They’re Trying to Take My Worker’s Compensation!

By: Kevin J. McGarrey, Esq.






You’ve been injured on the job and have been unable to work for over a year.  You have been receiving your Worker’s Compensation check regularly and have been trying to rehab your injury.   One day you get a notice form the insurance company stating that they are filing a petition to terminate your worker’s compensation benefits.  What do you do?

Under the Pennsylvania Workers’ Compensation Act, an employer (usually through an insurance company) has the right to try to terminate (stop) or suspend your right to ongoing benefits, based on evidence that you have fully recovered from the injury, have returned to work at wages greater than or equal to your pre-injury wage, or because you have the ability to earn wages in spite any residual impairment related to the work injury. If you receive notice that a Termination, Suspension or Modification has been filed in your case you have the right to fight the insurance company to keep your Worker’s Compensation benefits coming.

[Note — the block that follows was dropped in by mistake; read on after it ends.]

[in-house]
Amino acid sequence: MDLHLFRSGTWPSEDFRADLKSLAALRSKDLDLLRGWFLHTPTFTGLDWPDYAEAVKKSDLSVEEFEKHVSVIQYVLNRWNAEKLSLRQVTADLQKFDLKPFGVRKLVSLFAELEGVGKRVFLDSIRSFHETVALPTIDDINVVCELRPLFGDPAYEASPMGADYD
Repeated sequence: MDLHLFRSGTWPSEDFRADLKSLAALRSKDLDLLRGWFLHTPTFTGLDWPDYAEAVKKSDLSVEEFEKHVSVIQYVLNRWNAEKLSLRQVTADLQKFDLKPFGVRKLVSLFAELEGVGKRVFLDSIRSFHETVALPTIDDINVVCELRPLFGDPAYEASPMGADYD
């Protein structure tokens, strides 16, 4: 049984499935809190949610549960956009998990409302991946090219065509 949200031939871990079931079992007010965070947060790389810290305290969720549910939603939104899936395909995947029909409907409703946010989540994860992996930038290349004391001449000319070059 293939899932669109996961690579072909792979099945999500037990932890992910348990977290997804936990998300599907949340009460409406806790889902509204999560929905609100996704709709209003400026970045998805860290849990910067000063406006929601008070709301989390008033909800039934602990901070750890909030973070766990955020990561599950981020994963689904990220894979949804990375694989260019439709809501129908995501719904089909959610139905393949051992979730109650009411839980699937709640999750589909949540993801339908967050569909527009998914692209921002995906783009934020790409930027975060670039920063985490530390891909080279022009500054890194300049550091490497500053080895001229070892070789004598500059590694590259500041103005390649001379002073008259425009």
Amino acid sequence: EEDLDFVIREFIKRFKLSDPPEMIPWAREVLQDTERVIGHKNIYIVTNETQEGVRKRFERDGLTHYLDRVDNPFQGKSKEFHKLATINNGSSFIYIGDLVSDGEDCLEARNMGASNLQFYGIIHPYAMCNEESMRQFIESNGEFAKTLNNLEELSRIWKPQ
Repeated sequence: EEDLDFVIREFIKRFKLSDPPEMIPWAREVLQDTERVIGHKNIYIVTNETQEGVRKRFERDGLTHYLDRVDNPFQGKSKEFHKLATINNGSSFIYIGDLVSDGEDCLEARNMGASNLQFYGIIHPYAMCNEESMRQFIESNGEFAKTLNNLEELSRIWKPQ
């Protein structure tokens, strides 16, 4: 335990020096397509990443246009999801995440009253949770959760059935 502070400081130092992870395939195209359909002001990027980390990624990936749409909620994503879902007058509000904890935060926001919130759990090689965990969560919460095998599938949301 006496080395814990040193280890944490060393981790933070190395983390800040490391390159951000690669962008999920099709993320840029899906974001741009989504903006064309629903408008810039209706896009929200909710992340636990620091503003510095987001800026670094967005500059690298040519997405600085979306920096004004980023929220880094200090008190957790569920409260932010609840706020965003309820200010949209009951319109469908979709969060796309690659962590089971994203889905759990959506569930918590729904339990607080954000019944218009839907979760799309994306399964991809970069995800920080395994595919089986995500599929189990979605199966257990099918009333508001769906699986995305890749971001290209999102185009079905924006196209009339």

Under current law, the insurer has to prove that there has been a change of condition to prevail in a serial termination petition.  Previously, the insurer could harass you by filing petition after petition to try to stop your benefits.  All that has changed specifically, a recent court decision held that a workers’ compensation insurance carrier in PA had to prove there was an actual change in condition from the previous adjudication of disability to file a new petition to change or cancel your benefits.

Be warned:  your employer, usually through their insurance company, will have a high priced legal eagle that knows the Worker’s Compensation Code through and through.  You may have received your Compensation benefits without the aid of an attorney but the Termination or Modification is a completely different animal.  You need the assistance of a seasoned attorney who can fight the insurance company’s attorney.  If you are not represented you will have no way of knowing what the insurance company can and can’t do.

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